Readers aren’t the only ones who have noticed big differences between the boards’ estimated traveling times and reality — Seattle transportation officials have, too.
Instead of displaying traveling times for getting through downtown Seattle, a sign overhead Aurora Avenue North on a recent morning commute displayed a secret, cryptic code — “*”.
Just kidding: The sign was simply on the fritz.
Dozens of electronic overhead boards, formally called dynamic or variable message signs, on freeways and streets throughout the metro area aim to warn motorists of traffic issues in real time. The messages can range from alerts about special events to closures to estimated traveling times.
But who monitors the signs? And why do they sometimes show useless or wrong information? We found those answers after a couple of people wrote to Traffic Lab, saying they noticed far-off traveling estimates recently.
Traffic Lab is a Seattle Times project that digs into the region’s thorny transportation issues, spotlights promising approaches to easing gridlock, and helps readers find the best ways to get around. It is funded with the help of community sponsors Alaska Airlines, CenturyLink, Kemper Development Co., Sabey Corp., Seattle Children’s hospital and Ste. Michelle Wine Estates. Seattle Times editors and reporters operate independently of our funders and maintain editorial control over Traffic Lab content.
Lisa Peterson, for instance, said an Interbay sign on her commute home to Crown Hill at one point said the miles-long trip would take just three minutes.
“That is physically impossible even without traffic,” she wrote. “Today, coming in, the sign said 10 minutes to downtown, but it took 10 minutes just to get to Belltown.”
Elaine Marklund, of Seattle’s Hawthorne Hills neighborhood, said a sign in the University District recently showed getting onto Highway 520 would take just seven minutes. It actually took her more than 25.
“It is frequently incorrect to the point of being worthless,” Marklund wrote.
And as it turns out, drivers are not the only ones who have noticed problems with the signs recently.
The Seattle Department of Transportation (SDOT), which operates 31 dynamic message signs on city streets, this month found “a significant lag” between their traveling-time estimates and the actual time it takes to get around, SDOT spokeswoman Mafara Hobson said.
The Washington State Department of Transportation (WSDOT) manages the system controlling what appears on state highway signs, except for a few in Seattle along Highway 99.
To fix the city’s system, Hobson said, crews last week reworked the way they use data for tracking real-time traveling patterns in the city. That process uses information from detection devices and traffic cameras on roads, as well as drive tests by SDOT workers.
That data feeds into computers at the Traffic Operations Center (TOC) in the Seattle Municipal Tower, where a team of engineers monitor and disperse the information via social media and the electronic signs.
“The TOC has found a new and better data processing system that consistently gives the most accurate travel times,” Hobson said in an emailed statement.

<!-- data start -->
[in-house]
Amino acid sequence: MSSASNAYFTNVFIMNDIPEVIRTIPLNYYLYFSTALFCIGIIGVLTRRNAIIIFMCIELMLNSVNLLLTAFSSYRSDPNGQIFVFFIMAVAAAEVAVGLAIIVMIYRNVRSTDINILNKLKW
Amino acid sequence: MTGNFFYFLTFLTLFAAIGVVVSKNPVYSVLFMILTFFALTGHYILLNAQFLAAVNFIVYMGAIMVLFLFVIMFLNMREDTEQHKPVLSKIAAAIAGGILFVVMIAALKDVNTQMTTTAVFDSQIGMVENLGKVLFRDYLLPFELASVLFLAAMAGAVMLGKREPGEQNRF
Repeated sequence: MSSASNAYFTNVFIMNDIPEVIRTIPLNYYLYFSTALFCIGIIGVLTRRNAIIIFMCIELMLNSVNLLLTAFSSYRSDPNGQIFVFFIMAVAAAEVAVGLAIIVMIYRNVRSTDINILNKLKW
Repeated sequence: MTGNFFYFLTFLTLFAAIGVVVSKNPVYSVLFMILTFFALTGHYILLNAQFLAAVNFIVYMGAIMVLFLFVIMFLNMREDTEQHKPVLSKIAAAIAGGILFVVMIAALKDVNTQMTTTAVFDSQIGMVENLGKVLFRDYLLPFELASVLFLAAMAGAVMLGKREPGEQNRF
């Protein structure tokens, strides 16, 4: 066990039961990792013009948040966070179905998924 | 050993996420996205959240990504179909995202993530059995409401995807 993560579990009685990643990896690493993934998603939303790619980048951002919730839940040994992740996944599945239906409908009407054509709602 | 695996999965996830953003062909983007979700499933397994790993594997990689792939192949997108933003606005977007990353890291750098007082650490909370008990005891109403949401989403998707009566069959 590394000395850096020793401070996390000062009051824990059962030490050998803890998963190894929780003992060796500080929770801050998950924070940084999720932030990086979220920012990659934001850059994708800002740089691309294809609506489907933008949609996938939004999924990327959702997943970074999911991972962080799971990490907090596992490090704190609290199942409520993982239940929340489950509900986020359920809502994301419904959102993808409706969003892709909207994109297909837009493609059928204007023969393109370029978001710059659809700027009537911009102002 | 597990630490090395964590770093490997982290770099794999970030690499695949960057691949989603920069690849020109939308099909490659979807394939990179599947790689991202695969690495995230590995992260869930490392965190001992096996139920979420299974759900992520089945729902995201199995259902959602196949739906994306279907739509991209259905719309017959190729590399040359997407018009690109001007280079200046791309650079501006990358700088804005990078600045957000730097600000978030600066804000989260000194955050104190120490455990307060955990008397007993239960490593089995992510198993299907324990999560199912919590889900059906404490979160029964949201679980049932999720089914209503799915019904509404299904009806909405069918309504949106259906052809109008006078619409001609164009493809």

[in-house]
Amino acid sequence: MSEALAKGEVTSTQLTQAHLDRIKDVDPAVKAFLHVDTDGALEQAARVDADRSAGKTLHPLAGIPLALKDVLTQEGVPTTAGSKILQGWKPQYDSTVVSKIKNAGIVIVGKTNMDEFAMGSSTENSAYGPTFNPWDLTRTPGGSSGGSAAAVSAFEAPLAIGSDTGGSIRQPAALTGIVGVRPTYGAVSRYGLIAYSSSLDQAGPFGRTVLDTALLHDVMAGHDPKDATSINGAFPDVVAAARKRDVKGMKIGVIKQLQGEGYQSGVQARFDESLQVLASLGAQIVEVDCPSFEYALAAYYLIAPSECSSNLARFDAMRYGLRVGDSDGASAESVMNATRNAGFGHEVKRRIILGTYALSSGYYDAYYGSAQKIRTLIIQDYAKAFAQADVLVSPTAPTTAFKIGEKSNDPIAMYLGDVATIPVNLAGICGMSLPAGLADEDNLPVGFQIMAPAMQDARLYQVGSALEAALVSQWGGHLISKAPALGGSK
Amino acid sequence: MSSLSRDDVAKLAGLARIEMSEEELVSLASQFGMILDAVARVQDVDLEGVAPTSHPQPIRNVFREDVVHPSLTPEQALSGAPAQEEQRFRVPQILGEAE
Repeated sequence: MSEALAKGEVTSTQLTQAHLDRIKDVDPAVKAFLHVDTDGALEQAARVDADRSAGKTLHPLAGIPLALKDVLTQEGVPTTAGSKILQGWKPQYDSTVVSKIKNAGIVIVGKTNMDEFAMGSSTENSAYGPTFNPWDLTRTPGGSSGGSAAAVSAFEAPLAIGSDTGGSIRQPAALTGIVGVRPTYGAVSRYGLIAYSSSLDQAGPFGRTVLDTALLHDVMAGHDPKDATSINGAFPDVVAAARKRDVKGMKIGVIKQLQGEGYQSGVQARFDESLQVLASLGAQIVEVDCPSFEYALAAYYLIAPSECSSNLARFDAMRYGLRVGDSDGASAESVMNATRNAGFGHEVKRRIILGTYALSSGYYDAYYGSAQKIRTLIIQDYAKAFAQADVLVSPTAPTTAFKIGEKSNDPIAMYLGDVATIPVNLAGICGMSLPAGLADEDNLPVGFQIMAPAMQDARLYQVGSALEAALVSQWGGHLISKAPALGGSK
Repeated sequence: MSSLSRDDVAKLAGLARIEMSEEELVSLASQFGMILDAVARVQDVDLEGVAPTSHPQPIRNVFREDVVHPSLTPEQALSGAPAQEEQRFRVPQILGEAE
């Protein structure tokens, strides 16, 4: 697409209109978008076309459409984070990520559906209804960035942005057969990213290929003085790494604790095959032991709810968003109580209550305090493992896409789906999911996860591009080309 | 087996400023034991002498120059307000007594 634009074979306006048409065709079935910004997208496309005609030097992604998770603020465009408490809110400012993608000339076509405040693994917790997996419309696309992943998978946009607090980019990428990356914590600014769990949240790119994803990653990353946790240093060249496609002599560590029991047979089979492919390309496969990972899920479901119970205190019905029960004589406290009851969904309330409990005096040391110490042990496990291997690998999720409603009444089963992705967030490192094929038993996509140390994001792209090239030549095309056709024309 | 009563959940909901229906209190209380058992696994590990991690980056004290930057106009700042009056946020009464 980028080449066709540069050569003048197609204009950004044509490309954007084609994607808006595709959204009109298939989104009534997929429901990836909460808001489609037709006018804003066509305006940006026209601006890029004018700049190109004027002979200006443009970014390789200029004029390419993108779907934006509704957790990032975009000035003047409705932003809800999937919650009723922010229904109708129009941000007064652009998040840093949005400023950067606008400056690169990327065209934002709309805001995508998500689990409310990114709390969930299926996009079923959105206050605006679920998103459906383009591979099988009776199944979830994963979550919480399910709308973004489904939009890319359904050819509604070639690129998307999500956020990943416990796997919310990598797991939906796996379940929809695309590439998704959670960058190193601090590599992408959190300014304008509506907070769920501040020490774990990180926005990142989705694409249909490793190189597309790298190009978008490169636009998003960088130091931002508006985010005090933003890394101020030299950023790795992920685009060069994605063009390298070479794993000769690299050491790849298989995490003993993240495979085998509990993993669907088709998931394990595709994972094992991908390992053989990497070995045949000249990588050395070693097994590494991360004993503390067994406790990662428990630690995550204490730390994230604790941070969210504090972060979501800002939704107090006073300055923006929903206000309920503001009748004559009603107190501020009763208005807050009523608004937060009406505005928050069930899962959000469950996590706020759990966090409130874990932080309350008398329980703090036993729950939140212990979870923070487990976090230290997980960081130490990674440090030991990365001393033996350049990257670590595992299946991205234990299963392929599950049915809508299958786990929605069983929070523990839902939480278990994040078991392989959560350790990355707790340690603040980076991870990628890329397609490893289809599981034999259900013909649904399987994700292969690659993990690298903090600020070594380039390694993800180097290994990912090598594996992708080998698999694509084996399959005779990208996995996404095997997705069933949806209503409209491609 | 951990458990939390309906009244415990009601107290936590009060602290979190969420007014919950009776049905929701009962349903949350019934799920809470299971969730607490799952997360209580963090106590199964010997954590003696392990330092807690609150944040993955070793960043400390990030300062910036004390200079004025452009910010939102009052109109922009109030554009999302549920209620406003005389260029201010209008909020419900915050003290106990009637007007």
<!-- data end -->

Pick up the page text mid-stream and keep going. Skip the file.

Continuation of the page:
Crews have tested the new methodology several times, the statement said.
But that change alone won’t guarantee 100 percent accuracy next time you hit the road.
Tim McCall of WSDOT said drivers could notice incorrect traveling times when they are moving down a roadway as traffic backup is growing quickly or there is a recent incident causing issues ahead. The signs, which update every five minutes, are sometimes unable to keep up.
“What’s happening is, some drivers hit the road at the inopportune time, where it’s (congestion) building and those traveling times are escalating as drivers are filling the roadway,” said McCall, an operations engineer of intelligent transportation systems. “There’s only so much we can do. ”
Unlike the city system, which requires engineers to physically input what appears on the signs, WSDOT’s network runs automatically. That system uses detection devices with magnetic loops and radar signals to feed real-time information on speeds and congestion to computers — no humans necessary.
The timing of highway ramp meters is another example of a similar automated process.
“All of these inputs go into a backdoor program, which compiles this information on a given traffic route and calculates travel times,” said McCall, who works at WSDOT’s Shoreline Traffic Management Center. “Over time, we build up predictability.”
WSDOT says it has about 100 variable message signs on highways between South King County and the Canadian border. That does not include its portable, “static” signs that crews use around roadwork or other traffic blockages.
The Shoreline facility controls the overhead signs on Seattle freeways. It’s one of six Traffic Management Centers across the state that function as WSDOT’s “nerve center” for incoming and outcoming traffic data, much like SDOT’s control center downtown.
Another reason motorists may notice wacky displays?
A sign could be dysfunctional.
“We’re trying to do as much as we can to keep them working,” McCall said, noting that some signs are between 15 and 20 years old.
Report a potentially faulty sign on state freeways by messaging or tweeting to @wsdot_traffic or emailing NWPublicAffairs@wsdot.wa.gov. To report problems with Seattle-operated signs, use SDOT’s account, @seattledot.
Got a question for Traffic Lab?
Last week, we explained how push-to-walk pedestrian buttons work. And the week before that, we shared advice on finding on-street parking spots in Seattle after one reader questioned the city’s rules for curb painting.
If you have a question or idea for us, send it to firstname.lastname@example.org. We may feature it in an upcoming column.